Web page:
The boys themselves are also in their own search for Neverland as they wrestle with their senses of abandonment and grief and it is here that the film finds the depth of its soul. Barrie introduces the boys (the youngest of whom is named Peter) to a world of play and imagination that not only begins to ease their mourning but also engenders in all of them the sense of their own potential as human beings. Barrie found his inspiration for Peter Pan and the Lost Boys with these four young men and it is just dazzling to watch the magic unfold.

Loving, heartfelt, and lyrically beautiful, FINDING NEVERLAND is the kind of film that “they don’t make any more.” Just like the audiences who have seen PETER PAN over the last century, it allows and indeed encourages all of us to feel better about and even deeply proud of our own humanity. When a film does that, it touches the face of the ultimate expression of the art form itself and we are offered a glimpse of our own estimable beauty as a species.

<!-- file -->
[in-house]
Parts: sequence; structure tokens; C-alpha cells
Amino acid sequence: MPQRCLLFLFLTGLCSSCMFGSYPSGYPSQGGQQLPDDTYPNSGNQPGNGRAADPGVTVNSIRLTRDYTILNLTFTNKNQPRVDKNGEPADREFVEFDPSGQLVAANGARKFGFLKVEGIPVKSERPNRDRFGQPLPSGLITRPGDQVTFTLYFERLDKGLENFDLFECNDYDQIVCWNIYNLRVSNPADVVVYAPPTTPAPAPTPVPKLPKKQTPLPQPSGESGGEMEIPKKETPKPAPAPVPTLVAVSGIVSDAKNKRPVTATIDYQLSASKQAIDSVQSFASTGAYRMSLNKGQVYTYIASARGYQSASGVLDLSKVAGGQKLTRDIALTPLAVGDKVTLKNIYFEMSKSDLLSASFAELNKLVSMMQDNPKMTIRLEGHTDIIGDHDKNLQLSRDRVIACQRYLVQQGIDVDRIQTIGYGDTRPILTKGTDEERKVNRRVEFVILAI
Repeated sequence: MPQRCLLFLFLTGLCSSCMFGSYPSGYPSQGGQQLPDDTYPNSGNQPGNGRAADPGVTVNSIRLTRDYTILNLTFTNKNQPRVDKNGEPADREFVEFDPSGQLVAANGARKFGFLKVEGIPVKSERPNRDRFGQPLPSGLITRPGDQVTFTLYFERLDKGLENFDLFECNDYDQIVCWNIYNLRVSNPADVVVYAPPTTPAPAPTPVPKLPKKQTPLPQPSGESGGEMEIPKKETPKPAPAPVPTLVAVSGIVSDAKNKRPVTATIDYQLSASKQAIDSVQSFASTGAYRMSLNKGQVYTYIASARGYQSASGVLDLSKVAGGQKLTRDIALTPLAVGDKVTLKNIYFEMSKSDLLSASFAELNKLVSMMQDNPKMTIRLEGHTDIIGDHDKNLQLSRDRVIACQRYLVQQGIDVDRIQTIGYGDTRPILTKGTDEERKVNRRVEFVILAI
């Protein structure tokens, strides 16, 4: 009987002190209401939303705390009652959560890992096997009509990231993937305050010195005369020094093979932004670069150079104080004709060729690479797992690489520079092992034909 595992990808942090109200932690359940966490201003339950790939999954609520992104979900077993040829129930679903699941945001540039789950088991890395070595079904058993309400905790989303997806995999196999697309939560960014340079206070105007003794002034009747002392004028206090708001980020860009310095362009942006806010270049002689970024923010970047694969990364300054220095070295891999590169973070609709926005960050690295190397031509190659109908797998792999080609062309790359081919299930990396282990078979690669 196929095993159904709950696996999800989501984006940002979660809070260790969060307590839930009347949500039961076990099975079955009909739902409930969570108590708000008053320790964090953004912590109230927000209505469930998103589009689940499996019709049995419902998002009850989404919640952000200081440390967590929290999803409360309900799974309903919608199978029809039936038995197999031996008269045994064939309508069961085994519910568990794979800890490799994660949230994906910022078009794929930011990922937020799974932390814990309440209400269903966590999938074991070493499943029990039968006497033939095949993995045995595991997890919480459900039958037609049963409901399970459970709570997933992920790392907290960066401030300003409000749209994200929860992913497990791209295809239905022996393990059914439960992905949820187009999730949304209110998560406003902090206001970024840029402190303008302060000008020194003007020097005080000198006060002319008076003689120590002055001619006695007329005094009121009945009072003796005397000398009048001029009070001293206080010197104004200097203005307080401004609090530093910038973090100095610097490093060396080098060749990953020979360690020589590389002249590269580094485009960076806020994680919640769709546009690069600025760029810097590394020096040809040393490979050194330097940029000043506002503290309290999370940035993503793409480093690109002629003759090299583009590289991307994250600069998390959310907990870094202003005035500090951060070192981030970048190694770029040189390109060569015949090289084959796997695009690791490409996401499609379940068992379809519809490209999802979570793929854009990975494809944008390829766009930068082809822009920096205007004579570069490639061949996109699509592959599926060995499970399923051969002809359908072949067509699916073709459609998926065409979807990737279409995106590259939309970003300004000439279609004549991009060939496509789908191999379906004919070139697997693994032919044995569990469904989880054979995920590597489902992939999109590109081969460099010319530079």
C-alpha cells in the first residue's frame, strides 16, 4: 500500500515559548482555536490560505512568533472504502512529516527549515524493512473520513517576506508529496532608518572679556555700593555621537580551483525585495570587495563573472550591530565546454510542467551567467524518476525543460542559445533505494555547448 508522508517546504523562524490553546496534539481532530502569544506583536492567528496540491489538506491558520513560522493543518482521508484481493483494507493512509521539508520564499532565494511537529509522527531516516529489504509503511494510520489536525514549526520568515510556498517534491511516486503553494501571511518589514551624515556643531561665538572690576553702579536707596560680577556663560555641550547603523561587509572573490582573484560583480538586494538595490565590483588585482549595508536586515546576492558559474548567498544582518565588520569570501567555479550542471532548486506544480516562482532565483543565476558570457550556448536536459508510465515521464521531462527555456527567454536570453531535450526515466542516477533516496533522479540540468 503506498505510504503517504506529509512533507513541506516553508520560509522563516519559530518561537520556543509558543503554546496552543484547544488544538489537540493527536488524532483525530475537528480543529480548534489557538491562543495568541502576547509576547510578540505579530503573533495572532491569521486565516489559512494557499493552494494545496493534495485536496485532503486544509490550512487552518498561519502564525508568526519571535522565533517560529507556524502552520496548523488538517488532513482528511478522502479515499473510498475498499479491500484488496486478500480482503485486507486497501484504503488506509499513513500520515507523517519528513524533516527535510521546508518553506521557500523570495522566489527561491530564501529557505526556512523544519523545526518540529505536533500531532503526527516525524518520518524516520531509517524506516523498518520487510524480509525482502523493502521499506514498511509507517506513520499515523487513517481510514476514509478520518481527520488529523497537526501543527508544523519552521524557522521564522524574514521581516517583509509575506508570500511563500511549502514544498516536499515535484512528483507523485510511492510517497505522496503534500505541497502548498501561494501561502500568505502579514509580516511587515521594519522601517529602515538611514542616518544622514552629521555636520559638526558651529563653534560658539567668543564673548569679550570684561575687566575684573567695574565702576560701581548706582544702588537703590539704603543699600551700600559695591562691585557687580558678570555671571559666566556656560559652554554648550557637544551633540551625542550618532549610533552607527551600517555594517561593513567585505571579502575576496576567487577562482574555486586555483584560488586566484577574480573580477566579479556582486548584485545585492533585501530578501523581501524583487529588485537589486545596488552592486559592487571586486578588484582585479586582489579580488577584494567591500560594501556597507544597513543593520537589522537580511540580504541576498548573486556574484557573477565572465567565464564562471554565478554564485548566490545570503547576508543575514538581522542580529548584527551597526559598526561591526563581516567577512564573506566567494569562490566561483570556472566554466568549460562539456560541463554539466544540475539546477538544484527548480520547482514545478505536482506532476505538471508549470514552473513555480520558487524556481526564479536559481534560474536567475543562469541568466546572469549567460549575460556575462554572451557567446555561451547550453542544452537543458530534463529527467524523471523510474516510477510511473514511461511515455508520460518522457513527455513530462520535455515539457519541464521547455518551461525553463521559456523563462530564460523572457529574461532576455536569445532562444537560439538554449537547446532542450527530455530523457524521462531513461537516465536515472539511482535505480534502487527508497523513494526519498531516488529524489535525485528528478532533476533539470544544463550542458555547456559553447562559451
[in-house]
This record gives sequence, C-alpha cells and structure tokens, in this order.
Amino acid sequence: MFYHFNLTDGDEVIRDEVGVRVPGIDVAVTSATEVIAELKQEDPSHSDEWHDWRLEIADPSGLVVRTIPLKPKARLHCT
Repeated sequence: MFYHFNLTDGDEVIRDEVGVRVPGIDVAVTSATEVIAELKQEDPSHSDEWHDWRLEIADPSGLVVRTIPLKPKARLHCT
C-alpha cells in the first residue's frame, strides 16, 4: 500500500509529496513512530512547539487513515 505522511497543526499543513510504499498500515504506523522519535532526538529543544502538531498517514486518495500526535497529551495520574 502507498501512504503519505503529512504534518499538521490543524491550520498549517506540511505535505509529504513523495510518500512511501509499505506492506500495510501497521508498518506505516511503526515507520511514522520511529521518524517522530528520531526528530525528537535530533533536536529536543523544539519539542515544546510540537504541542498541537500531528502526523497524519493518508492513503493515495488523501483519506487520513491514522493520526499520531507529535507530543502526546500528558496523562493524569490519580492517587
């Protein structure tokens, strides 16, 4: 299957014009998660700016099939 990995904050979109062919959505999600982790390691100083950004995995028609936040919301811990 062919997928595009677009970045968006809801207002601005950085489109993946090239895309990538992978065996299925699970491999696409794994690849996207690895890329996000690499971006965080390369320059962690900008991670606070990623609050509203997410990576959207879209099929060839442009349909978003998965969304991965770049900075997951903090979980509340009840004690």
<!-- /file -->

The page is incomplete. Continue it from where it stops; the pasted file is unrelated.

The film version of the wildly successful musical stage version of PHANTOM is a melodramatic (in the BEST sense of that word), deliriously romantic, tragic (in the best sense of THAT word), and epic love story. In addition, it is one of the most gorgeously designed, costumed, photographed, and directed films I have seen in a very long time.

The film has both a new prologue and epilogue that were not in the play and they contribute beautifully to the story of Christine and her tragically obsessed admirer.

The body of the movie is faithful to the play while, at the same time, it takes full advantage of the richer and more abundant medium of film. For instance, the Phantom’s first foray with Christine into his underground hideaway grotto is a breathtakingly beautiful and mystical visual journey, whereas, on stage, most of it had to implied.

The cast is amazingly wonderful, particularly Emmy Rossum who plays Christine with a deep sense of compassion, innocence, and gentleness. Gerard Butler’s portrayal of The Phantom is alternately powerful, menacing, tragic, and fragile.

Rarely do filmed versions of successful musicals rise to the quality of their staged counterparts; however, I must say here that I enjoyed this PHANTOM even more than the two different stage versions that I have seen.